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A Case For Banning

Jim Burroway

January 12th, 2008

David Roberts at Ex-Gay Watch has posted something of a manifesto, “A Case for Banning Reparative Therapy.” That is leading to a very good, contentious conversation in the discussion thread.

I can understand how certain specific therapies can be banned (Richard Cohen’s “holding therapy” springs to mind), but I really don’t see how one can ban an attempt to change one’s sexual orientation through simple conversations. That’s what the vast majority of methods consist of: conversations taking place either in therapists offices, prayer groups, pastors living rooms, etc. If one were to attempt to ban all forms of conversion therapy, or even a specific form of therapy such as “reparative” therapy, how would one enforce it? By what mechanism would you impose a gag order on what cannot be talked about in talk therapies?

Nevertheless, David puts together a very strong and logically laid out case for banning it anyway. I don’t see how it could be done, but I do believe some sort of restraint is in order on the more extreme examples. What do you think? Read it and join the discussion.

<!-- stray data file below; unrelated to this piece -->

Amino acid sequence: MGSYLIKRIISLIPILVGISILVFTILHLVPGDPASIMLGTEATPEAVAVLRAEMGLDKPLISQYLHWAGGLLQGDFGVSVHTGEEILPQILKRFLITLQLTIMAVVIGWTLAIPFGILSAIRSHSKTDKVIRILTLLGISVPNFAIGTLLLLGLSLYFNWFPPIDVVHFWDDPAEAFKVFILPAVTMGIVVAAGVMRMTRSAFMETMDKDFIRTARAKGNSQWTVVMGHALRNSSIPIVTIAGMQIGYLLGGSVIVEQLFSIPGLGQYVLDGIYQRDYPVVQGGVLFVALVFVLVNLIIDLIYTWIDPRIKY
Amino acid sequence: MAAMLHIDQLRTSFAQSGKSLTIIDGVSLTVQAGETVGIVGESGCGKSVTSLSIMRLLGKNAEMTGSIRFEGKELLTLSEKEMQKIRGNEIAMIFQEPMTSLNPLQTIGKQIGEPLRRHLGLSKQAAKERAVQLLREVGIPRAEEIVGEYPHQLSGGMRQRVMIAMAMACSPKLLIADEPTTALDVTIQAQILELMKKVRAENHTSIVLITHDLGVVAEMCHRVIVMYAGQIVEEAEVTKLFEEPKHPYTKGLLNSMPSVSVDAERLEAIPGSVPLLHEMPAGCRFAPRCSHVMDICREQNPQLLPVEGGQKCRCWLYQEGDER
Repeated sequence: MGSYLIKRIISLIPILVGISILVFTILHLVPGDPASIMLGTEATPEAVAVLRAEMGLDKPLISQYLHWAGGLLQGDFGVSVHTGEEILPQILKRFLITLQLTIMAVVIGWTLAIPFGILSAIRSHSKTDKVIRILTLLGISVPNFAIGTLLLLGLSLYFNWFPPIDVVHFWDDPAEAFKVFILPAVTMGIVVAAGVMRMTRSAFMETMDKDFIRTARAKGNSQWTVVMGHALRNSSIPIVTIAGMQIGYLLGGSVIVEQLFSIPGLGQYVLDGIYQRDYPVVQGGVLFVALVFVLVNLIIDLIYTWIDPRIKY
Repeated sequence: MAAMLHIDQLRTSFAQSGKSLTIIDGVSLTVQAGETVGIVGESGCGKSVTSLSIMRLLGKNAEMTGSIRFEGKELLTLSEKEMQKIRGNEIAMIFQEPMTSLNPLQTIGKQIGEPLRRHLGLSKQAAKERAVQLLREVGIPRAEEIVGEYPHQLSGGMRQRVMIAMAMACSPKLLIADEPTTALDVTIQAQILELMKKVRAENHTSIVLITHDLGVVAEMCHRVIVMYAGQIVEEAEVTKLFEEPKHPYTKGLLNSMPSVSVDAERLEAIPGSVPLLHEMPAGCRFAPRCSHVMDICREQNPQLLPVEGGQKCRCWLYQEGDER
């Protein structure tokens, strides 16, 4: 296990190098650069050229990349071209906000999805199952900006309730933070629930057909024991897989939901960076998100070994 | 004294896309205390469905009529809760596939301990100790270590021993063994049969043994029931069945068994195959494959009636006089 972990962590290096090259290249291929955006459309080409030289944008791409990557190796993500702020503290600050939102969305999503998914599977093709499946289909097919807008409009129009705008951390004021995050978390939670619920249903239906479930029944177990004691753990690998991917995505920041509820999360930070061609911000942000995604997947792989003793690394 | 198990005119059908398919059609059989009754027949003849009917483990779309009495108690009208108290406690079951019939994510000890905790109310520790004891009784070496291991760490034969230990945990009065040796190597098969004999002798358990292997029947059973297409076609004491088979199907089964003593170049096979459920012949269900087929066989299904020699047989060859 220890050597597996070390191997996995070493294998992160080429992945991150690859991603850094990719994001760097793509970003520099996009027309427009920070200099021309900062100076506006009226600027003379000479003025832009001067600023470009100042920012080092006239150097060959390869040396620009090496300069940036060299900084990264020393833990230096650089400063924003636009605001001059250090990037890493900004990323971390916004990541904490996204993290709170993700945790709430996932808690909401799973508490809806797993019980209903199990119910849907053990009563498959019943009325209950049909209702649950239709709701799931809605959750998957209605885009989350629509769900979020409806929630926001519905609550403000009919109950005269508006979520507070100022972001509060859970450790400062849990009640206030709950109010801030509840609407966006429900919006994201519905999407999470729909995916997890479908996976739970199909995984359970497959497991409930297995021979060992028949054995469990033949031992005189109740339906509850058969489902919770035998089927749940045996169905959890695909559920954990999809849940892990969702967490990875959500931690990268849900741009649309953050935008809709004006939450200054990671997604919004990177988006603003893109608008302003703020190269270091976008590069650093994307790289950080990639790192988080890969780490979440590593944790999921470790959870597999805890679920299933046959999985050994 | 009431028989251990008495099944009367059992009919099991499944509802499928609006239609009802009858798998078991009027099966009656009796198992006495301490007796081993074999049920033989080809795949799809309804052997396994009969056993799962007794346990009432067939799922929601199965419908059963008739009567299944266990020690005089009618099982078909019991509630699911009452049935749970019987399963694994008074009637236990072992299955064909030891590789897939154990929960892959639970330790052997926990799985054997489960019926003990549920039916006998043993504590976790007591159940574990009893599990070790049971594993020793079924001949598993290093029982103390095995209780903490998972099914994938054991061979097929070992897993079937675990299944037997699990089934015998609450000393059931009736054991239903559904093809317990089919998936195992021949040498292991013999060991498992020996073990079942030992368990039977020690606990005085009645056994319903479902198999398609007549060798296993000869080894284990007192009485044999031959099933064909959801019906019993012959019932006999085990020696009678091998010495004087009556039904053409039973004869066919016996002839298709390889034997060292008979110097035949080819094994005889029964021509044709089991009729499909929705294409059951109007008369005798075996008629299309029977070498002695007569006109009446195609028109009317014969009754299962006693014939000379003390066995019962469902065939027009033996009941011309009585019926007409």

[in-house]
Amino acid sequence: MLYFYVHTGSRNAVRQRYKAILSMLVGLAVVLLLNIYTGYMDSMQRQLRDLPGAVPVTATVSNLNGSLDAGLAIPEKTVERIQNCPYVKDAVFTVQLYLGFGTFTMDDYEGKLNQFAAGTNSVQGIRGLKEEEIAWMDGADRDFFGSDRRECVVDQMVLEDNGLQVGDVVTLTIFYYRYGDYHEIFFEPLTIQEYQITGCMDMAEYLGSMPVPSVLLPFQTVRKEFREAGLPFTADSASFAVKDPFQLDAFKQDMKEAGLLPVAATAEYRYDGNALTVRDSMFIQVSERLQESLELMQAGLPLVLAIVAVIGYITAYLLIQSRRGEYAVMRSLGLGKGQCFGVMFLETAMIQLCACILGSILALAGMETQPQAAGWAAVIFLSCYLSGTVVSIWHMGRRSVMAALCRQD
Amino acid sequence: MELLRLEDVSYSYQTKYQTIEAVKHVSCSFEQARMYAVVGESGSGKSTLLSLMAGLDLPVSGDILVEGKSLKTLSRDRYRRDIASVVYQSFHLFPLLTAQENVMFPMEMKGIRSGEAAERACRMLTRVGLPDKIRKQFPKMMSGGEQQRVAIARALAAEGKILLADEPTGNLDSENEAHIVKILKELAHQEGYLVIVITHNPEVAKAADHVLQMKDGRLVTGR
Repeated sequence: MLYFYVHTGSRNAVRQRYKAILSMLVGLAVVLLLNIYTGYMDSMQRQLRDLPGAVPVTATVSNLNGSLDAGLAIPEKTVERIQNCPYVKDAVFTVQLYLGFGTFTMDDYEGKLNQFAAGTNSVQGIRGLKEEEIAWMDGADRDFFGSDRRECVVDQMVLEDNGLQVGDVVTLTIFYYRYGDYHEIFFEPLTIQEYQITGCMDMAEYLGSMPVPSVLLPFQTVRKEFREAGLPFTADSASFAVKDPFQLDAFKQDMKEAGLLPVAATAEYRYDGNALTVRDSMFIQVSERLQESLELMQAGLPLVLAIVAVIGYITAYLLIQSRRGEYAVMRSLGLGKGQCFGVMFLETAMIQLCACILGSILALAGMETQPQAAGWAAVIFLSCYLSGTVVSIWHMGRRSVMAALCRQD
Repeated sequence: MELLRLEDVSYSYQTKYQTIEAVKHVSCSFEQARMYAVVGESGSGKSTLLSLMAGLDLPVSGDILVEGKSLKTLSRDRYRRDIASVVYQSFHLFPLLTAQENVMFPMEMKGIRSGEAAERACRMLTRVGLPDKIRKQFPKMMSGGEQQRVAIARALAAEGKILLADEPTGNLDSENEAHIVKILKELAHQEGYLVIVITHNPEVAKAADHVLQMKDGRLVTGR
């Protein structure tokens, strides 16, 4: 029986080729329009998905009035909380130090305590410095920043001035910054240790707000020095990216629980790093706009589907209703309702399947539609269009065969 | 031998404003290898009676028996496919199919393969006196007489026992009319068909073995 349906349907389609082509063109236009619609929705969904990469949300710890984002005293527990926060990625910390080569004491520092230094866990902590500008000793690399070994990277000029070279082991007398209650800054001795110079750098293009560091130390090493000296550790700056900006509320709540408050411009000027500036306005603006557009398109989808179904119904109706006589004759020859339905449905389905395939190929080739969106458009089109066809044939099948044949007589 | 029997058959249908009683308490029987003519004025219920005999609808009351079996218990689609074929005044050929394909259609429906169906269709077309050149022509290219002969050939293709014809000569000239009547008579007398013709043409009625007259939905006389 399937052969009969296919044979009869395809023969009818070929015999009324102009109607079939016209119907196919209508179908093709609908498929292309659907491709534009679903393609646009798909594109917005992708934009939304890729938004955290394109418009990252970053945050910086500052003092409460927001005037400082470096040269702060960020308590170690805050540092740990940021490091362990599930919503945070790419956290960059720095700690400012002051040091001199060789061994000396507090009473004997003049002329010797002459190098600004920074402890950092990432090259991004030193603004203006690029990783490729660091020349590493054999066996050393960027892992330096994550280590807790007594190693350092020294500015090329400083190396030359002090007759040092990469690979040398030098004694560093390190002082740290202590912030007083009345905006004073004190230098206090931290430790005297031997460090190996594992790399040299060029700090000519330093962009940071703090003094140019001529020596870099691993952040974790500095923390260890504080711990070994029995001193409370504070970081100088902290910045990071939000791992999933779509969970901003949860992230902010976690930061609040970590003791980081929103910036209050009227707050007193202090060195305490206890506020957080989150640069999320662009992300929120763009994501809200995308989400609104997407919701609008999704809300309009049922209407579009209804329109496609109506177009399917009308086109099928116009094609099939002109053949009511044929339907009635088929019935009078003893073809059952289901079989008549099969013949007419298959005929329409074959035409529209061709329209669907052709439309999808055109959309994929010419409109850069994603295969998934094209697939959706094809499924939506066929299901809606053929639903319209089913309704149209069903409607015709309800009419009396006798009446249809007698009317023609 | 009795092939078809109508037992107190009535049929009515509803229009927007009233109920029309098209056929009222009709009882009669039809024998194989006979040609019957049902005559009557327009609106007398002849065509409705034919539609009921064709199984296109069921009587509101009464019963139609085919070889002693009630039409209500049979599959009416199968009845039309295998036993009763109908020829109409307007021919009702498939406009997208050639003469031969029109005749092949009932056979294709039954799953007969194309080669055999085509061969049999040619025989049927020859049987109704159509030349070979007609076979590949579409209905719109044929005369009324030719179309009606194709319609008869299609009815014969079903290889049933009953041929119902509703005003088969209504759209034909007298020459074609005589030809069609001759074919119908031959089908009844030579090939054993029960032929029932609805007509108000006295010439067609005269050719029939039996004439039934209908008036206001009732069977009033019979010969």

Suricou Raven
January 15th, 2008 | LINK

I have a different suggestion: Just make sure that anyone offering it is liable for any damage it may cause, and that its not possible for a anyone to sign away this protection. Sooner or later one of their ex-patients will sue. They have more failures than successes, and plenty of those failures will be very bitter.

January 15th, 2008 | LINK

Radical suggestion that I’m not sure is even possible:

Make it part of accepted, licensed counselling practice.

Continue to make it clear that this is counselling, not treatment for mental illness, since homosexuality isn’t an illness.

Make it illegal for anyone unlicensed to do it, like surgery.

Make the malpractice rules VEEEEERY stringent, about who can be considered “candidates”, the amount of informed consent necessary, acceptable techniques (i.e. talk-therapy only), reporting of results, follow-up, etc etc.

Then, the practice will simply die on its own.

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